Is it possible you’re showing when you should be telling?

Last night I shared a couple beers and an awesome burger (best burgers in town, can I get an Amen?) at a local watering hole in Mobile, Callaghan’s Irish Social Club, with a fellow emerging writer.  Above the sound of a local music duo, we talked about the ol’ show vs. tell rule. My friend was so sick of hearing of this rule and thought it was about time it should be thrown out. I’m not there yet, but I do see where she’s coming from. Sometimes it is better to tell than show, no doubt. And new writers might have a hard time distinguishing when that time is.

The operative word there, though, is sometimes. I think most helpful articles about this do mention that there are times to tell, but point out that with new writers the big mistake is telling when they should show. I think this is true. Most often when you’re telling it doesn’t help your story so it is best to change it into a richer experience for the reader.

But when should you tell? I’m not sure I’m there yet as a writer and so am trying to eliminate instances of telling whenever I find them. However, I think one comfortable caveat is when you’re transitioning your character from one place to another. A simple statement that they got into the car or carriage is all that’s needed. If nothing happens along the way that helps further your plot, then there’s no need to convert that one sentence of showing to a blow-by-blow of everything that person saw and did. Does this sound obvious? Well, I read a published mystery a couple of years ago where the author had obviously had this rule pounded into their head because we were treated multiple times with scenes just like this (actually the character was walking to work). Because it was a murder mystery, I kept thinking that something was going to happen during those scenes, and nothing did! It was extremely annoying.

One of my favorite links to pass on to folks when critiquing is Shirley Jump’s article Show Not Tell: What the Heck is that Anyway? Her last two points at the bottom I think sum this up well:

  • Don’t pad it too much. Don’t overwhelm the reader with description either. You’re not writing a travelogue, you’re writing a story. Add enough details to give them a picture, then move on to the meat of your story. If you have several paragraphs in a row of description, chances are you’ve gone overboard. Try to work the description in with the dialogue and action instead so you can maintain your pacing and reader interest.
  • Don’t be afraid of telling sometimes, too. A mix of both showing and telling is a good idea. You don’t have to show every single thing in your book. Sometimes, a quick telling helps get through a slow part or provides a quick recap. The goal is to make the MAJORITY of your writing vivid and strong (i.e., showing) and keep the telling to a minimum.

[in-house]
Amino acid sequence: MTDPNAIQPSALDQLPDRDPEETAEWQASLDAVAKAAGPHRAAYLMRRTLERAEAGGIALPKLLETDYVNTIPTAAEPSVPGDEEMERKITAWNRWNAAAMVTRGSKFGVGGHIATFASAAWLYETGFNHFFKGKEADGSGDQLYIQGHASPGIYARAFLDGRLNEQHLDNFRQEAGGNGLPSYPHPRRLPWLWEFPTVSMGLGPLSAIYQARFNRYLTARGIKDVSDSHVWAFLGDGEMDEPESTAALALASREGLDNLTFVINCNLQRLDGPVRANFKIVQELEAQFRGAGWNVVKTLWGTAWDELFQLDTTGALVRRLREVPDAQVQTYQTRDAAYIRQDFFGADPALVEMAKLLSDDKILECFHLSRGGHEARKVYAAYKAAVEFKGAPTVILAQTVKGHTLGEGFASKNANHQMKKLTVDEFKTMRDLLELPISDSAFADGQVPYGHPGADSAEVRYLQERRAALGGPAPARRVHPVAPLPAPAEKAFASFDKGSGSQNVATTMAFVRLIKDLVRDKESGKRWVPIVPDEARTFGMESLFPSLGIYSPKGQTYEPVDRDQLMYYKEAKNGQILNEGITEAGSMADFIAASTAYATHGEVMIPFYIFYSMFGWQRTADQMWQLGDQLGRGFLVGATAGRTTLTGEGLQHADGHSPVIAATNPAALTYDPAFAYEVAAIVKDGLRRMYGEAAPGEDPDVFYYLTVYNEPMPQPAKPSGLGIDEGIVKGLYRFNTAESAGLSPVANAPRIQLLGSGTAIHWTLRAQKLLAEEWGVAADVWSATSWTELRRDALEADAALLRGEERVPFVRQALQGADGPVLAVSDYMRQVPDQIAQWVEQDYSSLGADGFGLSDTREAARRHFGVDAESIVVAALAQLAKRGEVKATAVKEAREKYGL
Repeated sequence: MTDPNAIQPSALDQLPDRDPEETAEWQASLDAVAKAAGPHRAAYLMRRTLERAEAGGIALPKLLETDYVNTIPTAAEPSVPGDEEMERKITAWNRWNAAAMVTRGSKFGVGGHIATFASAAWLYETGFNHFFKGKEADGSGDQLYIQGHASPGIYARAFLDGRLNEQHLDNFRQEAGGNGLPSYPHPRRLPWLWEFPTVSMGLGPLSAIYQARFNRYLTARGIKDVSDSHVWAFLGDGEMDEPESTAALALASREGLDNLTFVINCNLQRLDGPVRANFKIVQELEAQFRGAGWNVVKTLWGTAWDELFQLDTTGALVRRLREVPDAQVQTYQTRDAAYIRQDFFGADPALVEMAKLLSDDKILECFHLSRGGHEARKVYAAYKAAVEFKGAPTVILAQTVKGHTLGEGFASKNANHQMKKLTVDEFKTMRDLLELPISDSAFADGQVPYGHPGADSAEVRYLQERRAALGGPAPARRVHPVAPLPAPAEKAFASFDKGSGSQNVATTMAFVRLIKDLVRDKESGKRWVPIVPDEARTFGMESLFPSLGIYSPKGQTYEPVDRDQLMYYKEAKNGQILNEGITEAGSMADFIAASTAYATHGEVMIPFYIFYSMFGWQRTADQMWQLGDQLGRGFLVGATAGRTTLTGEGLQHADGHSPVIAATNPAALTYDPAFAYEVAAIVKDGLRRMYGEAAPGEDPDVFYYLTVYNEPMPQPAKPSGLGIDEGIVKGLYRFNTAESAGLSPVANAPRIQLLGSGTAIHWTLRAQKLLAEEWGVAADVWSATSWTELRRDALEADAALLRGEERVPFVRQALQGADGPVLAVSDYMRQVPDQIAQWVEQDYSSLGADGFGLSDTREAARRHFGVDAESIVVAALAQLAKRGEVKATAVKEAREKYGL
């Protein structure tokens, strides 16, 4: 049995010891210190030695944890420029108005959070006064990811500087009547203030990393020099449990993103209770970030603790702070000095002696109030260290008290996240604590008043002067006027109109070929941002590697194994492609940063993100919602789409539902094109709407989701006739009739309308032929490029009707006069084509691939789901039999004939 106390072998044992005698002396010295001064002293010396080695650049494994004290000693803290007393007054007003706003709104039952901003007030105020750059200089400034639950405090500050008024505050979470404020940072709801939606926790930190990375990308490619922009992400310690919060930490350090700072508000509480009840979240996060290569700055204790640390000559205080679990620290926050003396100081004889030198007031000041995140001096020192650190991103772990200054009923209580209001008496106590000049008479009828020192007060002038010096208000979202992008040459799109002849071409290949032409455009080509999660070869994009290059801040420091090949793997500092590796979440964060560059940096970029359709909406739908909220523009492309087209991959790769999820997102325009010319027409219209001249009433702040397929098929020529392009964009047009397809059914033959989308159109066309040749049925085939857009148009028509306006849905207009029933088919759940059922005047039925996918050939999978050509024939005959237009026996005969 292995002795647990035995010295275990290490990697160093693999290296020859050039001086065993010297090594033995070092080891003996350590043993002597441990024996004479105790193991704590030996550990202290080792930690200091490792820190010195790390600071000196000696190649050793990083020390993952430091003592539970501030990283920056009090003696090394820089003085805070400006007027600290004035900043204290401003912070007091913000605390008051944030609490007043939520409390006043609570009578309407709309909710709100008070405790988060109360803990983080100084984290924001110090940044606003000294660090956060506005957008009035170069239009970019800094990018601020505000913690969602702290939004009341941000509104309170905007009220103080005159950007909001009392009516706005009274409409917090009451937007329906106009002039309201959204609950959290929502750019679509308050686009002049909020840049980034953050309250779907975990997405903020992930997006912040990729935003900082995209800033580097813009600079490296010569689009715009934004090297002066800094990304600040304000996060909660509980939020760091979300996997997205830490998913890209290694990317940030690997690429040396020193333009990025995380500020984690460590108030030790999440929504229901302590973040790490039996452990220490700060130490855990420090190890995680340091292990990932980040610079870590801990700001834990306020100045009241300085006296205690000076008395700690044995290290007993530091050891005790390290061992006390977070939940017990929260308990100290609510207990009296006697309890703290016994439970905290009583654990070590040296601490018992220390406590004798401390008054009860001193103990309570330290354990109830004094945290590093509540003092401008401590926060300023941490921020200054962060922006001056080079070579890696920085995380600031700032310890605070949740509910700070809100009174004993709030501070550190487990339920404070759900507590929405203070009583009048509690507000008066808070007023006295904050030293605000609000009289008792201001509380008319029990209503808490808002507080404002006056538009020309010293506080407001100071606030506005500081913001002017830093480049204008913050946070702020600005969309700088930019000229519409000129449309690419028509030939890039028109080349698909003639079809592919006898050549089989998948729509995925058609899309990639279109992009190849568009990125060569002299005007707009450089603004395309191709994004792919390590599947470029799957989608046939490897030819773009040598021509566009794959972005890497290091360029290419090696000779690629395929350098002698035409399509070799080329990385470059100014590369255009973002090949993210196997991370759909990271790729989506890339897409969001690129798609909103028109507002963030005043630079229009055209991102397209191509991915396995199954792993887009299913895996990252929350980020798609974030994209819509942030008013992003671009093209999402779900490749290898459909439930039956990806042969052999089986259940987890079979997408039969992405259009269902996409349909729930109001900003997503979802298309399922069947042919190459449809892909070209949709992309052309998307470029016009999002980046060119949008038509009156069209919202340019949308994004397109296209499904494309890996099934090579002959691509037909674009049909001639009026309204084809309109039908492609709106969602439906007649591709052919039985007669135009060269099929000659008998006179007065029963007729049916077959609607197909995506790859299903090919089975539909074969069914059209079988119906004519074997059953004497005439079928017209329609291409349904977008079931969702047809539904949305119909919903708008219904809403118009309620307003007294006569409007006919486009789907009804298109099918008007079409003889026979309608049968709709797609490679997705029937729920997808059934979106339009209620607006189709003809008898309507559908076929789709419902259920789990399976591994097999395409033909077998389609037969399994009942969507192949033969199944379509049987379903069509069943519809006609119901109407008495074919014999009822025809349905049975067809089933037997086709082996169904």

That mystery book was padded with scenes that served no purpose plot or character-wise, IMO, and only served to create false suspense.

So what do you think? When is it okay to tell? Do you think this rule should die a horrible and miserable death?

Writing Newbie Tip: Adverbs can also indicate you’re telling

writing

Photo by Rae Grimm (bloodylery)

I’m a relatively new writer learning the craft and am painfully aware I have a long way to go. I learn new things every day. This post today is for new writers like me, because often I think more experienced writers forget what it’s like when you’re first learning. They already know so many tools and methods that a lot of it is now instinctual and so might not think to state things that are obvious to them.

One thing I’ve noticed as I write, edit and critique other work is that I can learn something conceptually, but until it clicks I haven’t really learned it. Case in point is the writer’s bugaboo: adverbs.

We’ve all read and heard that you should avoid adverbs when possible. This won’t be the usual admonition to scrutinize each one to make sure you’re not using a weak verb. I think that concept is easily grasped once a newbie reads about it.

Sometimes, though you’ll run across a little more in-depth tip that tells you adverbs may also indicate you’re telling. Okay, so I read that handy tip but it didn’t quite sink in as something I really understood until I finally saw a piece in my own writing earlier this summer that made me sit up and go “oh, dummy!” The passage was when my hero was picking the lock on a desk drawer. I had him pull out his nice leather pouch of picks (starting to show, good) but then I stopped the showing short by concluding that sentence with ‘and he went expertly to work’ — When I came across that I thought of how I could show that he was an expert and not just tell, so I did some quick research online and then rewrote it to show him picking out a certain tool and then closing his eyes as he listened to the tumblers, etc. I never said he was an expert, but, hopefully, I showed that he was by how he did the job.

BEFORE (From the second draft):

Taking out his set of lock picks enclosed in a soft leather pouch, he went expertly to work. Soon the lock and drawer opened with a satisfying click and rasp of wood against wood. A leather-bound journal was the sole occupant. Surely this would have the evidence he sought.

AFTER (From the third draft):

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